Toshiba Announce First 60GB Music Players

Toshiba have added some new models to their gigabeat series, including the world’s first 60GB digital music player. All players in the gigabeat F series have 2.2 inch QVGA high resolution colour displays and feature storage capacities from 10GB to 60GB. Based on Toshiba’s 1.8” hard-drive technology, the music players will début in Japan in November 2004.

The 60GB model will store 15,000 4 minute tracks encoded at 128kbps in either WMA or MP3 formats – that’s nearly 42 days of continuous music.

Interaction with the gigabeat F players is done through Plus Touch, a plus sign-shaped sensor that allows users to navigate quickly through music libraries and tracks. The players attach to PCs through a USB cradle, and users can rip any CD in their optical drive by pressing the RipRec button on the cradle. Toshiba’s gigabeat Room software manages music on the PC and player, synchronises tracks within designated folders and allows artwork and notes to be attached to music. Supporting Windows DRM, the players are fully compatible with either Windows Media or MP3 files, but no AAC as yet.

So what next? Who will be the first to break the 100GB music player barrier, and when?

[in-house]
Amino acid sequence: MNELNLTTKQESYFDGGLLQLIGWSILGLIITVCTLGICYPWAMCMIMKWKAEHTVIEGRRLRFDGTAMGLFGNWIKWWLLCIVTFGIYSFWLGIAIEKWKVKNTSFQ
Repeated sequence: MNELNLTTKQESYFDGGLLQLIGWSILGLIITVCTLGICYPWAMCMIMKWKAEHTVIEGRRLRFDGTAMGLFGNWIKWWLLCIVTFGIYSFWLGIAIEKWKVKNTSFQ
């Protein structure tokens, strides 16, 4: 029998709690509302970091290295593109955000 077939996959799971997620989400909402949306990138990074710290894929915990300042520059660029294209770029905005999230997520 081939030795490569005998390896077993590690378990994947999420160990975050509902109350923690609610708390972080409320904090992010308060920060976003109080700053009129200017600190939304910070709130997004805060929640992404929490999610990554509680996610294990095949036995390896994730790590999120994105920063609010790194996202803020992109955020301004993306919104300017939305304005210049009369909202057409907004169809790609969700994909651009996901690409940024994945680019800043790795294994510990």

The Toshiba players

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Fraser Lovatt

Fraser Lovatt has spent the last fifteen years working in publishing, TV and the Internet in various capacities, and believes that they will be seperate platforms for at least a while yet. His main interests at the moment are exploring where Linux is taking home entertainment and how technology is conferring technical skills on more and more people. Fraser Lovatt was born in the same year that 2001: A Space Odyssey was delighting and confusing people in the cinemas, and developed a lifelong love of technology as soon as he realised that things could be taken apart, sometimes put back together again, but mostly left in bits or made into something the original designer hadn't quite planned upon. At school he was definitely in the ZX Spectrum/Magpie/BMX camp, rather than the BBC Micro/Blue Peter/well-behaved group. This is all deeply ironic as he later went on to spend nine years working at the BBC. After a few years of working as a bookseller in Scotland, ("Back when it was actually a skilled profession" he'll tell anyone still listening), he moved to England for reasons he can't quite explain adequately to himself. After a couple of publishing jobs punctuated by sporadic bursts of travelling and photography came the aforementioned nine years at the BBC where he specialised in internet technologies and video. These days his primary interests are Java, Linux, videogames and pies - and if they're not candidates for convergence, then what is?